Martha has been going through her own terrible trials these past couple of years, and she finally succumbed on this past Tuesday, January 15, 2013. The funeral was today in Martinsville.

Martha and Dick had three young' uns — Gretchen, who is my age; Todd, a couple of years younger; and Scott, five years younger and the same age as my brother. We spent a lot of our youthful years together, making mischief, sometimes getting in trouble (it was all Scott's fault, of course — except for those times it wasn't), playing army, creating mad scientist creations, climbing way too high up any tree we could find, wracking ourselves up playing tackle football sans any form of protection... all that good stuff that kids do. We often tried to keep our parents from discovering the crap we were up to, but they had ways of figuring it out... especially Martha. She always seemed tuned in to our secrets, and if it became necessary to foil us for our own safety, she would do it happily — but in such a way that it was "cool." When the general perception among the adults was that I was misbehaving (clearly this was wrong because I never did any such thing), she wouldn't tell Mum but have a little heart-to-heart with me, which usually made me feel a wee bit ashamed of myself — but not at the expense of my personal dignity. Now, I don't know whether Gretchen, Todd, and Scott got this kind of treatment (I suspect she just whooped them), but I think it's safe to say that her brand of discipline perfectly complemented my folks', who could straighten me out all right, but never so pleasantly as Martha.

As an adult, I maintained a close friendship with Martha, and for so many years, she was there to share her unique brand of wisdom with me, particularly when we were going through my dad's crisis and when my marriage began to crumble. I credit Martha with helping me understand Peg in a way I never could have on my own, which I think truly helped us work through the divorce as amiably as we did.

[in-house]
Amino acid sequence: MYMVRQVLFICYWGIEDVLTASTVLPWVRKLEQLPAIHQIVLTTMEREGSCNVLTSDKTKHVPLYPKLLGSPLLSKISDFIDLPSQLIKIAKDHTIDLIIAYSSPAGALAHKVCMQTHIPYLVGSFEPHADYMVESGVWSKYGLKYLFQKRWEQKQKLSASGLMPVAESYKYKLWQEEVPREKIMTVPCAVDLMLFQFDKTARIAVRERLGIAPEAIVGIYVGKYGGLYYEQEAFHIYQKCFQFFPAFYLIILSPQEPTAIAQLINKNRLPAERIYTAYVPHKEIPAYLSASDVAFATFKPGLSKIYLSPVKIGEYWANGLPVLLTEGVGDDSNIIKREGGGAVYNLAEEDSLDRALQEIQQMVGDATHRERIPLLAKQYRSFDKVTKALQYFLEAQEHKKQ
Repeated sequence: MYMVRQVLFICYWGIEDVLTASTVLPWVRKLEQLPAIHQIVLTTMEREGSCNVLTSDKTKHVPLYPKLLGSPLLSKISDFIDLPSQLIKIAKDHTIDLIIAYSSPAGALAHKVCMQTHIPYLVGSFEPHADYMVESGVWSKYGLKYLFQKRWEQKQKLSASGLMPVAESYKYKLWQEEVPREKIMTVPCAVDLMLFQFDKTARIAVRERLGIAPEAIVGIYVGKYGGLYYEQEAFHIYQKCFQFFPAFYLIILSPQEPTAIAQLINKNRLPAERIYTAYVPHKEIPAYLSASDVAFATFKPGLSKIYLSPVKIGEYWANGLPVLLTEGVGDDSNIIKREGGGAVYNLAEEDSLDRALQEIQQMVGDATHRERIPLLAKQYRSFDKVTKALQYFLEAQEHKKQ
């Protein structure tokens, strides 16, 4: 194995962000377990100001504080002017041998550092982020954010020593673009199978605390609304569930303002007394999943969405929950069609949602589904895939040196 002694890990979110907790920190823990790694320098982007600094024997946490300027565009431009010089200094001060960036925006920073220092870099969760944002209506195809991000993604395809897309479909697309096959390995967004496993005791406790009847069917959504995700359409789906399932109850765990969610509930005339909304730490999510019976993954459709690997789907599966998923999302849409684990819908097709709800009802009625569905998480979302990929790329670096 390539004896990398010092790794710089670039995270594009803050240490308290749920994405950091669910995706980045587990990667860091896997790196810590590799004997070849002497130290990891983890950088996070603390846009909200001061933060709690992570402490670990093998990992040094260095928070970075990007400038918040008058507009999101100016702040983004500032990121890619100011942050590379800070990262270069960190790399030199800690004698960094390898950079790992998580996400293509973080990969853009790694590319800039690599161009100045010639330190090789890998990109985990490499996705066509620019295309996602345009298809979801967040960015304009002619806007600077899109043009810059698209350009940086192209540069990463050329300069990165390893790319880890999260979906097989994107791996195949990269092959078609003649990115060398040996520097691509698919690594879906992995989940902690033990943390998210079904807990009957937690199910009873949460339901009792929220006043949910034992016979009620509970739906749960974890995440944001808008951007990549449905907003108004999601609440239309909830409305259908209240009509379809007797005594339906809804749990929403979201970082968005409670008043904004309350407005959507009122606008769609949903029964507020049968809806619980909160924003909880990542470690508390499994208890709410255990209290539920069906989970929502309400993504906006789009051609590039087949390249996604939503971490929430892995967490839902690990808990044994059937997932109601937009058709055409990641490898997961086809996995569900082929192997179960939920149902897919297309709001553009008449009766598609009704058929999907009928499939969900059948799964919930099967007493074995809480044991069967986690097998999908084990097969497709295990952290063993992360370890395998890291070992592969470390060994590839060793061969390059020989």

Martha Wickliffe was a guiding angel in my life, and I know I'll miss her with all my heart. But her influence on me was profound, and that is something that will remain with me till my time comes. In my just over a half-century of existence, I've been privileged to know many shining examples of life and how to live it, and Martha was among the brightest. Rest in peace, my dear friend.
Martha snugger than a bug in a rug.
Christmas 2008: Happy times. Back: Martha and Dick Wickliffe, Mum, Peggy Rainey, old dude.
Front: Mary Clifton, brother Phred

Thursday, January 17, 2013

It Was a Dark, Snowy, Sleety, Rainy, Windy, Thundery Night

After several days of temperatures that insinuated summer might be in the offing, we get our first winter storm, and it was kind of a doozy. Don't think I've ever experienced snow, sleet, rain, wind, lightning, and thunder simultaneously until tonight. And for some time, I kept hearing the distinctive, repetitive sound of footsteps on my roof. It unnerved the cats, and they all skulked off to hide. I took my camera and went outside for a bit, but couldn't spot any supernatural entities lurking about. Lots of snowflakes with delusions of grandeur, though — some as big as the Cockroach What Ate Cincinnati.

Now, back into the warmth, which I am very thankful to have. I hope whatever's walking around on my roof doesn't poke holes in it.